The compositions used for the material constituting the sensitive element are of two types. The first type comprises the compositions based on a sequenced styrene-butadiene copolymer, as already known from the prior art, the second type of compositions according to the invention comprising a sequenced styrene-butadiene copolymer of which at least a part is hydrogenated, i.e. which comprises a mixture of sequenced styrene-butadiene copolymer with hydrogenated sequenced styrene-butadiene copolymer.


The strip 2 has been formed as a thin film of a sequenced styrene-butadiene copolymer of the type commercially sold as a mixture with siliceous charges, such as CARIFLEX MT 710-3 (Registered Trade Mark of SHELL). Owing to its hydrocarbon nature, this material is highly sensitive to hydrocarbons and has a high resistance to water.

A laboratory method has been used to manufacture the film quantities necessary for the tests. The above-indicated product being not, up to now, commercially available as a film, it is not possible to used an industrial technique for manufacturing films, such as a calendering or extrusion-inflation process which would require huge amounts of raw material (from a few hundred kilos to many tons). Thus only the two conventional laboratory techniques have been considered, i.e. casting of a solution on a glass plate and compression moulding between two metal plates.

The pellets of the commercial product are dissolved, under stirring, into trichlorethylene, in a ratio of 400 cm3 of solvent for dissolving 100 g of solid product.

The solution is then cast onto a glass plate, using a conventional device called a filmograph. The thickness of the solution (and hence of the film) is adjusted by the filmograph. It is thus possible, without any difficulty, to form films of a thickness ranging from 50 to more than 200 microns.

The so-obtained films are 200 mm broad. The evaporation of the solvent enabling stripping of the film from the mould requires a few hours.

After this stripping, the films are sprinkled with talc to prevent them from sticking to one another, then they are cut into strips of a 4 cm width and a 20 to 25 cm length.

In the case where charges and additives should be incorporated into the polymer it is necessary to achieve mixing in a roller mixer before dissolving in trichlorethylene. Dispersion of the charges and additives in trichlorethylene (or in the solution of polymer in trichlorethylene) is not very good and pellets are formed which do not become wet.

The mechanical dispersion of the fine solid particles is better achieved by the mechanical action of the rolls. Charges and stabilizing compounds are incorporated to the polymer at 130 C. on the rolls of the mixer. In this way the solution and the finished product, i.e. the film, are homogeneous.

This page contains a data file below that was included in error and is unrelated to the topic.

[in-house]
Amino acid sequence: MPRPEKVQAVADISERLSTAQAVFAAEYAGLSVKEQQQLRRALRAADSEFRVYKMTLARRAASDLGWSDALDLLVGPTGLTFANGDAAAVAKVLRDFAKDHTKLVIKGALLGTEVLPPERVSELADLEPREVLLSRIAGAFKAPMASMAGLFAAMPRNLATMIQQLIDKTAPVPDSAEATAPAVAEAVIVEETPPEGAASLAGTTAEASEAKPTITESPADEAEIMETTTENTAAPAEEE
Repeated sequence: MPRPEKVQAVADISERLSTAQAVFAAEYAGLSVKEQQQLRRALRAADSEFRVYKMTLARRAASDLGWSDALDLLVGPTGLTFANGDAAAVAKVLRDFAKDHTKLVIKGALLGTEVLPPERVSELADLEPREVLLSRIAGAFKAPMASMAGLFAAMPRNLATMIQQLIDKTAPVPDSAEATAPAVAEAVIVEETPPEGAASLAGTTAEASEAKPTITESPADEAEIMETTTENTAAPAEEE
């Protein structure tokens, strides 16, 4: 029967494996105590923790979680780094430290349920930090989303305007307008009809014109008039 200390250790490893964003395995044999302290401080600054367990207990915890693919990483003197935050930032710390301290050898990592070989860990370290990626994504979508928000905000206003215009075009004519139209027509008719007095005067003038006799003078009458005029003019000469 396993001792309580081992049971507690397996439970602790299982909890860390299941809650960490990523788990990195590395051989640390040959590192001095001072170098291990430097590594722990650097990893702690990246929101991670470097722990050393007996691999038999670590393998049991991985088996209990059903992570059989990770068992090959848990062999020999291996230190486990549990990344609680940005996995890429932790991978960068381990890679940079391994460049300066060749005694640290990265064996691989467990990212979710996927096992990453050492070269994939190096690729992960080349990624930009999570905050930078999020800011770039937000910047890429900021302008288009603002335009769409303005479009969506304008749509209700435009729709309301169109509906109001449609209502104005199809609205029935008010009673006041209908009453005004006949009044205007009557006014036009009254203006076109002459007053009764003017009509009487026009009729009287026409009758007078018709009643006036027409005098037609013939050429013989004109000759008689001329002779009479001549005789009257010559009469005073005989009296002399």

Mould Release or Stripping

Stripping of the so-formed CARIFLEX film is not very easy. Utilization of an external stripping agent (a silicone oil) was not satisfactory because the obtained film was corrugated. It was then devised to use an internal stripping or mould release agent which would act both as a plasticizer and optionally as an agent of compatibility with the hydrocarbons which must wet and dissolve the film.

The first internal stripping agent used was BAL 150 with which various mixtures have been achieved to determine the optimum quantity to be introduced into the CARIFLEX. The intended goal was to provide a material which in addition to its aptitude to an easy stripping or mould release would show a high fracility to the action of BAL 150. Thus the time of breaking has been determined for these compositions. The results of the tests are reported in Table 1 below.

              TABLE 1______________________________________PROPORTIONS OF BAL 150 IN THE CARIFLEX1%          2%      4%       8%      16%______________________________________Breakingtime in  12 mn    14 mn   10 mn  6 mn 20 s                                  2 mn 20 sBAL 150______________________________________

The above tests concern films of a 60 to 70 microns thickness under a load of 150 g. With 16% BAL 150, the CARIFLEX gives a very interesting response time.

Moreover since the evolution of the characteristics of a topped crude oil was not known a 400K oil (i.e. 400 Koweit, a designation used by Mobil Oil Company) was substituted for BAL 150 as stripping agent. This oil consisting of a hydrocarbon base, an antioxidant and a detergent, was used in a proportion of 20% in CARIFLEX, which gave the formulation LM 2.147.2 reported in Table 2, this table indicating the different formulations of the material.

Stabilizationwith Respect to Light

It has been ascertained that the preceding formulation is very sensitive to light (Table 2). Within 24 hours the film deteriorates by action of light, while its life time reaches 5 weeks in the dark. In order to stabilize this material, two types of products have been used: opaque charges and stabilizing agents with respect to ultra-violet rays, with the addition of anti-oxidants.